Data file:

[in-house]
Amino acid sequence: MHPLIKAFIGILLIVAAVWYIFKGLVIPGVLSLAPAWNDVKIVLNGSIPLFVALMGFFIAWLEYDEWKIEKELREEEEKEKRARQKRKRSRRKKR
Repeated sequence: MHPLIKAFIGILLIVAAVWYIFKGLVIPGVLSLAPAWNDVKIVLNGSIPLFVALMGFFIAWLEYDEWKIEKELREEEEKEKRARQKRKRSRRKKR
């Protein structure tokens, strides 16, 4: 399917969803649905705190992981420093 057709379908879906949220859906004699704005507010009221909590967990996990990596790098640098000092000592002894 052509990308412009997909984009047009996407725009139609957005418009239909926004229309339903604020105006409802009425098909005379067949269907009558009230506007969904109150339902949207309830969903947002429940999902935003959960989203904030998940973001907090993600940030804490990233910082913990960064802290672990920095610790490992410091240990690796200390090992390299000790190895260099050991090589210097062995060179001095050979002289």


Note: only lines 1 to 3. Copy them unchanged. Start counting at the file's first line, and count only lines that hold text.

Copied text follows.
[in-house]
Amino acid sequence: MHPLIKAFIGILLIVAAVWYIFKGLVIPGVLSLAPAWNDVKIVLNGSIPLFVALMGFFIAWLEYDEWKIEKELREEEEKEKRARQKRKRSRRKKR
Repeated sequence: MHPLIKAFIGILLIVAAVWYIFKGLVIPGVLSLAPAWNDVKIVLNGSIPLFVALMGFFIAWLEYDEWKIEKELREEEEKEKRARQKRKRSRRKKR